Did you know that you can practice survival swimming skills during bath time?
The four survival swimming skills we often recommend swimmers practice at home are blowing bubbles, floating on their tummies and backs, kicking their feet, and scooping their arms. Regardless of whether or not your little one has had formal swim lessons, you can still introduce these skills and practice with them at home.
Below you will find the four survival swimming skills, why it's an essential skill, and some tips for practicing them during bath time!
SKILL 1: Blowing Bubbles
Blowing bubbles helps young children develop breath control in the water. This begins to teach them how to hold their breath underwater and when to come back up to take a breath. Swim Instructors often introduce bubbles as "talking to the fishies," "blowing out birthday candles," or even "making the water dance."
Steps to blowing bubbles in the bath:
Skill 2: Floating
Floating helps swimmers understand the effects of buoyancy in the water and they learn to keep their head above the water. The begins to teach them about their body positioning in the water. Swim Instructors will teach children how to float on their front just like a superhero and then float on their backs just like taking a nap!
Steps to practice floating in the bath:
Skill 3: Kicking
Kicking, or leg movements, helps swimmers move from one place to another in the water and keep their head above water. Swim Instructors start by teaching swimmers the flutter kick, the kick used in the front crawl, while swimmers sit on the edge of the pool. This helps them get used to the motion of kicking before kicking across the pool.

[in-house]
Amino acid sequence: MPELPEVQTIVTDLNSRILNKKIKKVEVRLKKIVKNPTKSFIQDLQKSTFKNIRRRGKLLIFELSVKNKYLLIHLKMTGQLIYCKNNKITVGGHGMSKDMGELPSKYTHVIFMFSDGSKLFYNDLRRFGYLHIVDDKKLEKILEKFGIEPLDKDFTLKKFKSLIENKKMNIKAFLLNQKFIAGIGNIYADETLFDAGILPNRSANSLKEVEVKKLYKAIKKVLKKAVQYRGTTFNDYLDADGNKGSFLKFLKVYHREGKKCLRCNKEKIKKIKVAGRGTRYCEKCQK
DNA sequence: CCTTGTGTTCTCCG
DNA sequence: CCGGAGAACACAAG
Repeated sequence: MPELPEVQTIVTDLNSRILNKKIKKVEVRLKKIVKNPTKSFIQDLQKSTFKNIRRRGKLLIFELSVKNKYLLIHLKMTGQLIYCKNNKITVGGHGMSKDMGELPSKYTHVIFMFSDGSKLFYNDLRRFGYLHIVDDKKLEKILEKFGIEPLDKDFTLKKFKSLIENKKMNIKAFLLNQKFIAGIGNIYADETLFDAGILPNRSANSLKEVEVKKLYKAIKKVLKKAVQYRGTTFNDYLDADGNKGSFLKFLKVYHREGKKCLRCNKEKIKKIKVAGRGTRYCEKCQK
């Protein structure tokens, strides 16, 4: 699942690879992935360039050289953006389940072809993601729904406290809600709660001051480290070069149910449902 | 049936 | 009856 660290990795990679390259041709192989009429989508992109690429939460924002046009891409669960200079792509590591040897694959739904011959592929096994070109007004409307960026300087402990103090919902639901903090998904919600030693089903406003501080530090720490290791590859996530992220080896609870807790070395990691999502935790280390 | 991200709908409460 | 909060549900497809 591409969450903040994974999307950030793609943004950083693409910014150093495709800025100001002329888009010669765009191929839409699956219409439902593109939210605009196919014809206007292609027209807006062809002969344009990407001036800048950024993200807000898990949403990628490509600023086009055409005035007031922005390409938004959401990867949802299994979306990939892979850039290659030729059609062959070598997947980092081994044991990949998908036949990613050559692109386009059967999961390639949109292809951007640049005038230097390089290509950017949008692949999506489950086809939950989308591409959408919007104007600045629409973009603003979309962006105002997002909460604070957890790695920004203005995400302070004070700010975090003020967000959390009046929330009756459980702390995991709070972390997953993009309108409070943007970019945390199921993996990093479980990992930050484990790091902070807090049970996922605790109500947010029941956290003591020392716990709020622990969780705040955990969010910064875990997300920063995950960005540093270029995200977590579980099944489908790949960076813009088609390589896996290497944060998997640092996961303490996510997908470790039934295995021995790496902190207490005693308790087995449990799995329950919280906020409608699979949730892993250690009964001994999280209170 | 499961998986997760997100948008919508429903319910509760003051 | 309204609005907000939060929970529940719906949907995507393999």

Steps to practice kicking in the bath:
While practicing kicking, it's important to remind your swimmer to point thier toes and keep their kicks right at the top (or surface) of the water and make tiny splash.
Disclaimer: With all that splashing, you might be a little soggy after practicing this skill! A good tip is partially closing the shower curtain, but make sure you always see and get to your little one, should they need help!
Skill 4: Scooping
Scooping, or arm movements, help swimmers move in a specific direction. Swim instructors start off by having swimmers learn to alternate their arms in forwarding circles. Most often swimmers keep their elbows bent close to them when they are first starting off. It's helpful to work with your swimmer on extending their arm like they are reaching for something.
Steps to practice scooping in the bath:
It can sometimes be hard to find the time to get to the pool and practice swimming skills with your little one. If you have a bathtub at home and are looking for something to do, consider practicing these survival swimming skills at home with your little one. Blowing bubbles, floating, kicking, and scooping are all survival swimming skills that all of our babies must know!
Find this information helpful?
Download our FREE 4 survival swimming skills poster and leave it by the bath!
Meet Sabrina Keller,